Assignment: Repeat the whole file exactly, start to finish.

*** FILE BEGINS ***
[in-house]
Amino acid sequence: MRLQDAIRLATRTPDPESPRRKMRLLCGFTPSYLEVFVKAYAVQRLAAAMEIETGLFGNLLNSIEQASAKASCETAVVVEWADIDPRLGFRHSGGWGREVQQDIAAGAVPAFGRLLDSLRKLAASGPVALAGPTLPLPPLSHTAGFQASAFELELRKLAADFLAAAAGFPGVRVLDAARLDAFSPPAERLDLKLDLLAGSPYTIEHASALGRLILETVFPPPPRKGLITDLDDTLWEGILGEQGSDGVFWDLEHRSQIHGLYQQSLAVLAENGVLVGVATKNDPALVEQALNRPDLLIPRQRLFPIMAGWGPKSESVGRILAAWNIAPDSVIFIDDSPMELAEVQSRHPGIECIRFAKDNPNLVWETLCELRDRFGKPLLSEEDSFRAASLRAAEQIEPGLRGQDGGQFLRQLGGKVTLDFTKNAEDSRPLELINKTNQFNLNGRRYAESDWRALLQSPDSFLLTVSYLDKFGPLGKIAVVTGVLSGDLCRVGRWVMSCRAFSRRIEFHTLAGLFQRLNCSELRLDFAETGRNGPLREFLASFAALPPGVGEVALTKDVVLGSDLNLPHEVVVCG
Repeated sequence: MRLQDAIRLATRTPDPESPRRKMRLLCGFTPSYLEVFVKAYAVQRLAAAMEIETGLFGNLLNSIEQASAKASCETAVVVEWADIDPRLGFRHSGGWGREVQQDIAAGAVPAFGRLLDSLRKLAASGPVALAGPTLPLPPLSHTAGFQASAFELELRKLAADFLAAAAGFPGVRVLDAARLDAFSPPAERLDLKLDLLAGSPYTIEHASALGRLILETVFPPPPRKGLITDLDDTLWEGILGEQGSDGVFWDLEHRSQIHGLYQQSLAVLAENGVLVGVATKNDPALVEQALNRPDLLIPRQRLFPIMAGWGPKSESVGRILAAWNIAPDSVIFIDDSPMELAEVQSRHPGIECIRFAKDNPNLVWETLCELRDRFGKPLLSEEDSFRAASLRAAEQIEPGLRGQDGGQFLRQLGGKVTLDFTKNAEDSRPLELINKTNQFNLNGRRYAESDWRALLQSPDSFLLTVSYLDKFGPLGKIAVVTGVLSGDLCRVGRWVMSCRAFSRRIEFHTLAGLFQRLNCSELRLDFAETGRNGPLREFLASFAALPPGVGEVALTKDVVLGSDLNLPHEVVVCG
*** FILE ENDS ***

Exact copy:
[in-house]
Amino acid sequence: MRLQDAIRLATRTPDPESPRRKMRLLCGFTPSYLEVFVKAYAVQRLAAAMEIETGLFGNLLNSIEQASAKASCETAVVVEWADIDPRLGFRHSGGWGREVQQDIAAGAVPAFGRLLDSLRKLAASGPVALAGPTLPLPPLSHTAGFQASAFELELRKLAADFLAAAAGFPGVRVLDAARLDAFSPPAERLDLKLDLLAGSPYTIEHASALGRLILETVFPPPPRKGLITDLDDTLWEGILGEQGSDGVFWDLEHRSQIHGLYQQSLAVLAENGVLVGVATKNDPALVEQALNRPDLLIPRQRLFPIMAGWGPKSESVGRILAAWNIAPDSVIFIDDSPMELAEVQSRHPGIECIRFAKDNPNLVWETLCELRDRFGKPLLSEEDSFRAASLRAAEQIEPGLRGQDGGQFLRQLGGKVTLDFTKNAEDSRPLELINKTNQFNLNGRRYAESDWRALLQSPDSFLLTVSYLDKFGPLGKIAVVTGVLSGDLCRVGRWVMSCRAFSRRIEFHTLAGLFQRLNCSELRLDFAETGRNGPLREFLASFAALPPGVGEVALTKDVVLGSDLNLPHEVVVCG
Repeated sequence: MRLQDAIRLATRTPDPESPRRKMRLLCGFTPSYLEVFVKAYAVQRLAAAMEIETGLFGNLLNSIEQASAKASCETAVVVEWADIDPRLGFRHSGGWGREVQQDIAAGAVPAFGRLLDSLRKLAASGPVALAGPTLPLPPLSHTAGFQASAFELELRKLAADFLAAAAGFPGVRVLDAARLDAFSPPAERLDLKLDLLAGSPYTIEHASALGRLILETVFPPPPRKGLITDLDDTLWEGILGEQGSDGVFWDLEHRSQIHGLYQQSLAVLAENGVLVGVATKNDPALVEQALNRPDLLIPRQRLFPIMAGWGPKSESVGRILAAWNIAPDSVIFIDDSPMELAEVQSRHPGIECIRFAKDNPNLVWETLCELRDRFGKPLLSEEDSFRAASLRAAEQIEPGLRGQDGGQFLRQLGGKVTLDFTKNAEDSRPLELINKTNQFNLNGRRYAESDWRALLQSPDSFLLTVSYLDKFGPLGKIAVVTGVLSGDLCRVGRWVMSCRAFSRRIEFHTLAGLFQRLNCSELRLDFAETGRNGPLREFLASFAALPPGVGEVALTKDVVLGSDLNLPHEVVVCG